Full Text Available Abstract Background In 1997, regional specialist training was established in Fiji, consisting of one-year Postgraduate Diplomas followed by three-year master’s degree programs in anesthesia, internal medicine, obstetrics/gynecology, pediatrics and surgery. The evolution of these programs during the first 12 years is presented. Case description A case study utilizing mixed methods was carried out, including a prospective collection of enrolment and employment data, supplemented by semi-structured interviews. Between 1997 and 2009, 207 doctors (113 from Fiji and 94 from 13 other countries or territories in the Pacific trained to at least the Postgraduate Diploma level. For Fiji graduates, 29.2% migrated permanently to developed countries, compared to only 8.5% for regional graduates (P coup d’etat in 2000. By 2005, interviews suggested a dynamic of political instability initially leading to resignations, leading to even heavier workloads, compounded by academic studies that seemed unlikely to lead to career benefit. This was associated with loss of hope and downward spirals of further resignations. After 2006, however, Master’s graduates generally returned from overseas placements, had variable success in career progression, and were able to engage in limited private practice. Enrolments and retention stabilized and increased. Discussion and evaluation Over time, all specialties have had years when the viability and future of the programs were in question, but all have recovered to varying degrees, and the programs continue to evolve and strengthen. Prospective clarification of expected career outcomes for graduates, establishment of career pathways for diploma-only graduates, and balancing desires for academic excellence with workloads that trainees were able to bear may have lessened ongoing losses of trainees and graduates. Conclusions Despite early losses of trainees, the establishment of regional postgraduate training in Fiji is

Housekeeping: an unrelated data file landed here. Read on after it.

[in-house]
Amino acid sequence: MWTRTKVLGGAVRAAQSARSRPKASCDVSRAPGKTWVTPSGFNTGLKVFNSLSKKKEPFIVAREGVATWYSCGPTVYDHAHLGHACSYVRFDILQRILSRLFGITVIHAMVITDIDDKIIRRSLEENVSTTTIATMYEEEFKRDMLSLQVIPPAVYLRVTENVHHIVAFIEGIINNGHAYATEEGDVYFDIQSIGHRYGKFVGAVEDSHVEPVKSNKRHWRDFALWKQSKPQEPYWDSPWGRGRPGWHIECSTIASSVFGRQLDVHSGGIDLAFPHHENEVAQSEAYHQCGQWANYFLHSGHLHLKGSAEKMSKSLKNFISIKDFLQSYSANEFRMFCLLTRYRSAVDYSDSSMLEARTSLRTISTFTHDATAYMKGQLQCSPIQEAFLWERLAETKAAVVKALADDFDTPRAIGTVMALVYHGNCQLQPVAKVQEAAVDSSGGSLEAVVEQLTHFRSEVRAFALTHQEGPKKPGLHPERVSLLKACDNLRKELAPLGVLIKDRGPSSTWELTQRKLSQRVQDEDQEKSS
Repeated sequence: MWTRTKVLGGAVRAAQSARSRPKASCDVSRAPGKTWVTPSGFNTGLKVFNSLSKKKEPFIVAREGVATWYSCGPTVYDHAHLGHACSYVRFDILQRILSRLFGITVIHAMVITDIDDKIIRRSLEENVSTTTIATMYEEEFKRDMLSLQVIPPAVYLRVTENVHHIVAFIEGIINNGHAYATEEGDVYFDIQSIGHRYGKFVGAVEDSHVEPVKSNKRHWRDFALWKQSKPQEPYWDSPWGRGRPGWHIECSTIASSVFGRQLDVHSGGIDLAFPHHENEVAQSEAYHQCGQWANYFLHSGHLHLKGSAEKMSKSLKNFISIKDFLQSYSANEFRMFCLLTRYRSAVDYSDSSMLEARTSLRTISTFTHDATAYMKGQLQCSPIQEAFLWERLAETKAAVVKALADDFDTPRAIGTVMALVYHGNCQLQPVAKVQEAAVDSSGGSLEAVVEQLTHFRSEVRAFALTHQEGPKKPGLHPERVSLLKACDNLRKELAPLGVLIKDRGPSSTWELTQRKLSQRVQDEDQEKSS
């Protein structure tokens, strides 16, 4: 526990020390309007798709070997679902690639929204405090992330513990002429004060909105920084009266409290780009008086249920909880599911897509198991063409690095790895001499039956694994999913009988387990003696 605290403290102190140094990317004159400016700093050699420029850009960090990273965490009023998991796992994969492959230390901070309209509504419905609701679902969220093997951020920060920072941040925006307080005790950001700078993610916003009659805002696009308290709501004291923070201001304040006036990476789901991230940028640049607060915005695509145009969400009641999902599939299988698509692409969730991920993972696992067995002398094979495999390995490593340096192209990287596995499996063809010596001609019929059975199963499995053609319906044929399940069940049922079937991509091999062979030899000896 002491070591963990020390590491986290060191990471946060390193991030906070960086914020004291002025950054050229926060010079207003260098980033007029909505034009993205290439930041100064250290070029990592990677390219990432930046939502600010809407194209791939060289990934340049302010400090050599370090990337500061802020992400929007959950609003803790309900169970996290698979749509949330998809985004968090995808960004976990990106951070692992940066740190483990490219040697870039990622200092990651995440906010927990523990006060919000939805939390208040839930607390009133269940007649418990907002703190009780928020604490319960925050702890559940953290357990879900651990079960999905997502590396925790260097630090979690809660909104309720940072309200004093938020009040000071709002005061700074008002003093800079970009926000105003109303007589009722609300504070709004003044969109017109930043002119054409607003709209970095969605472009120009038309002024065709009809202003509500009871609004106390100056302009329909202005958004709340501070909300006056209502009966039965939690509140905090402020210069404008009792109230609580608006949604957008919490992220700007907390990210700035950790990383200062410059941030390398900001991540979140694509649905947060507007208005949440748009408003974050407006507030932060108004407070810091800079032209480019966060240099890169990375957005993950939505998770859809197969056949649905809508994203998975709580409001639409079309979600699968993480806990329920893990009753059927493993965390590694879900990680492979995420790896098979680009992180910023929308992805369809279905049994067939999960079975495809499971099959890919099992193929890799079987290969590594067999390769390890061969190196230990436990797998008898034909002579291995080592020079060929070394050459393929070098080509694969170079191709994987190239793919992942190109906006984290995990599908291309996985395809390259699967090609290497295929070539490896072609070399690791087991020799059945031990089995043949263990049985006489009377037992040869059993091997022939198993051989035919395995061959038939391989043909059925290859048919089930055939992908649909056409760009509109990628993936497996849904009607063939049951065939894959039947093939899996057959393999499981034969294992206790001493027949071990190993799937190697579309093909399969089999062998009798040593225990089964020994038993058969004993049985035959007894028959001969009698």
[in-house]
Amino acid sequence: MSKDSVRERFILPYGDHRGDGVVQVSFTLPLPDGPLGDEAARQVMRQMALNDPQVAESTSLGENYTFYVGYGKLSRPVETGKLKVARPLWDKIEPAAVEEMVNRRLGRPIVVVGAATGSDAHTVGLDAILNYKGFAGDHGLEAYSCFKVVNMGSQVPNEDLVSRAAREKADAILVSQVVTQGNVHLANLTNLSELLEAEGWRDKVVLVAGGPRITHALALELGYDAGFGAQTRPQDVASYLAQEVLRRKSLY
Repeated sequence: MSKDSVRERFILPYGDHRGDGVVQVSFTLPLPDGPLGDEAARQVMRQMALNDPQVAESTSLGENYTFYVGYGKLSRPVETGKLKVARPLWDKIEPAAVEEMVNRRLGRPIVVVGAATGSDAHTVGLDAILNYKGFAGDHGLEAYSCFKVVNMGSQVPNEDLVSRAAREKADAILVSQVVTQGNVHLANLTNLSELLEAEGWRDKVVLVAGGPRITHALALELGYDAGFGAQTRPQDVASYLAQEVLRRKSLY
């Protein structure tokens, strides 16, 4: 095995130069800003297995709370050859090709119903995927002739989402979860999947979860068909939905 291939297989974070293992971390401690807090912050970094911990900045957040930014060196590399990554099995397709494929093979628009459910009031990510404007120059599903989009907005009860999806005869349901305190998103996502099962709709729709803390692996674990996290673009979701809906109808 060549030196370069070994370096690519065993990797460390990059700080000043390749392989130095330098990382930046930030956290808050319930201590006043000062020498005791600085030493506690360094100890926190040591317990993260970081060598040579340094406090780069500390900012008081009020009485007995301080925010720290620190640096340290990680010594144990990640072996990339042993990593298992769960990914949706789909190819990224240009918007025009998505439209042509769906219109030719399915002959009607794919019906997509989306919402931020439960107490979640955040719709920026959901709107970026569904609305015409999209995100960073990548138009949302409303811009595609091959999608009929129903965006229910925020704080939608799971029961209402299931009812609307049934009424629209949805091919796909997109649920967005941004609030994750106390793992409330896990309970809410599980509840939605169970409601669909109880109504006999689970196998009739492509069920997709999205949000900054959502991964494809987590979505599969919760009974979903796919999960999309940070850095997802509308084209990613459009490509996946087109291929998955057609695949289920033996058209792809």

2. A Two-year Record of Daily Rainfall Isotopes from Fiji: Implications for Reconstructing Precipitation from Speleothem δ18O

    Science.gov (United States)

    Brett, M.; Mattey, D.; Stephens, M.

    2015-12-01